Bold, Caring Leadership Honored at CEO of the Year Awards
Salt Lake City—A business is only as good as the team running it, and that team is only as good as the leader at its forefront. On Thursday, Utah Business honored a dozen of Utah’s finest CEOs for their exemplary leadership.
“We meet with dozens and dozens of business leaders throughout the year, and one thing we’ve noticed is that great CEOs are quick to give any credit for their success to their team,” said Donnie Welch, publisher of Utah Business. “Teams are important. Teams are essential for turning a vision into reality. But all great CEOs understand one thing: the buck stops on their desk.
“The chief executive has ultimate responsibility for the successes and failures of the organization he or she leads, and that can be a lonely burden to bear, no matter how great, capable and committed your team is,” Welch added. “When it comes down to it, the toughest, most painful decisions rest with the CEO, who understands that employees—and their families—depend upon the growth and success of the company.”
Among the CEOs honored was Joel Clark, CEO of Kodiak Cakes, who shepherded the company through 16 hard years to the brand’s first million, and now into the thriving present of well-earned success.
“The fact that Kodiak Cakes is even still around is a modern-day miracle,” Clark said. “[This award] really is a tribute to the people I work with. I think we all feel the same way—it’s the people that we work with. … I remember being fearful about growth and being fearful of having a lot of people work with me. Actually, that’s turned out for me. That’s become my favorite part of the job.”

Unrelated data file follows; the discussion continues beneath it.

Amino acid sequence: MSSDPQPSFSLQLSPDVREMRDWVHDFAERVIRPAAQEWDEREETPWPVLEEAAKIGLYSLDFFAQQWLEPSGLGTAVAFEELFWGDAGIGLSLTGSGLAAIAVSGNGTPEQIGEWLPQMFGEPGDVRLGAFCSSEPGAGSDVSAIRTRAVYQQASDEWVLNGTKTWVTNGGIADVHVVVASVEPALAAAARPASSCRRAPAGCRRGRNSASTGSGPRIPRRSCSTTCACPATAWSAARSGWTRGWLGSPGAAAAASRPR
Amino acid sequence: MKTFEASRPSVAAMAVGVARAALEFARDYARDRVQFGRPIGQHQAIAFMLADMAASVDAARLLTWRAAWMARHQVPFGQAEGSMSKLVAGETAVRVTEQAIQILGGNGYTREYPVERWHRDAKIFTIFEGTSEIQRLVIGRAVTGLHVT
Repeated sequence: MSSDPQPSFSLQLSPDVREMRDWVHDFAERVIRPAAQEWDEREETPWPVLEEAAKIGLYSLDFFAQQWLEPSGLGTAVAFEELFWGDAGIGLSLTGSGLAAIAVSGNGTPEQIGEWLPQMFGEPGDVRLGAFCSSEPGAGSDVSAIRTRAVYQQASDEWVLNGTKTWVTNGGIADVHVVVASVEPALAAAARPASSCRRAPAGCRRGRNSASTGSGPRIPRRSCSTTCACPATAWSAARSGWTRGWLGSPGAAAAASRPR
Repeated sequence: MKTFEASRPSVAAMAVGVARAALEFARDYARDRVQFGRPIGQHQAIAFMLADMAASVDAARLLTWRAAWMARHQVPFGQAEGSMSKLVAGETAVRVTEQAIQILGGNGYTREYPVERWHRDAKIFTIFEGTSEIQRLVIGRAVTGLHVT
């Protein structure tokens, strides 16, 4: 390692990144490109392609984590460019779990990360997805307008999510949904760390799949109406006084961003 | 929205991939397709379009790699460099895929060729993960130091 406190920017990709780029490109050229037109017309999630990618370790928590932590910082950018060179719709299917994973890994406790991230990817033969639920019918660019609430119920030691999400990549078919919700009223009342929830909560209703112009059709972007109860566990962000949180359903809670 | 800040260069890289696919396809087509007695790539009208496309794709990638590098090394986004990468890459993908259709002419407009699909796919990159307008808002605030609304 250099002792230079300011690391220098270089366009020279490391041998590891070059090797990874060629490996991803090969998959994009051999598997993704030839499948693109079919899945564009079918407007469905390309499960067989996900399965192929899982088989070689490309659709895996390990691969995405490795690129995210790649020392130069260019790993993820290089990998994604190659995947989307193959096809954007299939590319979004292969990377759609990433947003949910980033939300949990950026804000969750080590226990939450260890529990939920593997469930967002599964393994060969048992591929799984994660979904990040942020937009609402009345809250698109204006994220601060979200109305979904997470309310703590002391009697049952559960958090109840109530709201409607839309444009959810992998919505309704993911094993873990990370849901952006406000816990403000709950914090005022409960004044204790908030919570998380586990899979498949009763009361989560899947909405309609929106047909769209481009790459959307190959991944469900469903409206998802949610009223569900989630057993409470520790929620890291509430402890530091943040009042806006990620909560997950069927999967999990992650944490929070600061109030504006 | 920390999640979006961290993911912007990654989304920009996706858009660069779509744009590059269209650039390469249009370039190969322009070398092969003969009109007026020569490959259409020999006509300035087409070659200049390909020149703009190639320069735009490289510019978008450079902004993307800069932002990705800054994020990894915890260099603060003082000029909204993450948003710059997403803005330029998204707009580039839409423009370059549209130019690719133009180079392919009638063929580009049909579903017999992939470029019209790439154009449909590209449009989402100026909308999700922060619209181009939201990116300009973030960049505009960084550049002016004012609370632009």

That has also been the case with Nathan Rafferty, president and CEO of Ski Utah, who started working at Ski Utah in 1994 as an unpaid intern after finding out that he could make a career out of his all-consuming hobby.
“At the end of the day, this award isn’t about me, it’s about our industry—I’m just the ski bum who gets to hold the fancy award,” he said. “If you ever get the chance to work where your main focus is not making a buck but inspiring people … you’re going to find yourself in a pretty happy place.”
For Vivien Bohme, CEO of Bohme and a Brazilian immigrant, the recognition and the success preceding it are a symbol for other immigrants trying to achieve the American Dream.
“I’ve been here for a couple of decades and the first thing that we tried to achieve at Bohme was not just to sell pretty clothes and make money doing it,” she said. “It was to show immigrants with little money in their pocket that they too can have a multimillion dollar company—especially in this political climate.”
Utah Business also recognized John B. Lund, president and CEO of America First Credit Union with the lifetime achievement award. Lund recounted an incident where he and his wife were dining at a local eatery when the waitress noticed his America First Credit Union-branded shirt and said he had saved her life—as a single mother with a mountain of debt, she went to America First Credit Union as a last-ditch effort to get her life on track, and was helped immensely.
“Whether we literally saved her life or not, I don’t know,” he said, but noted that it didn’t really matter in the course of trying to help all of their members. “It’s the team we have that makes us a success, serving our members and trying to improve their lives.”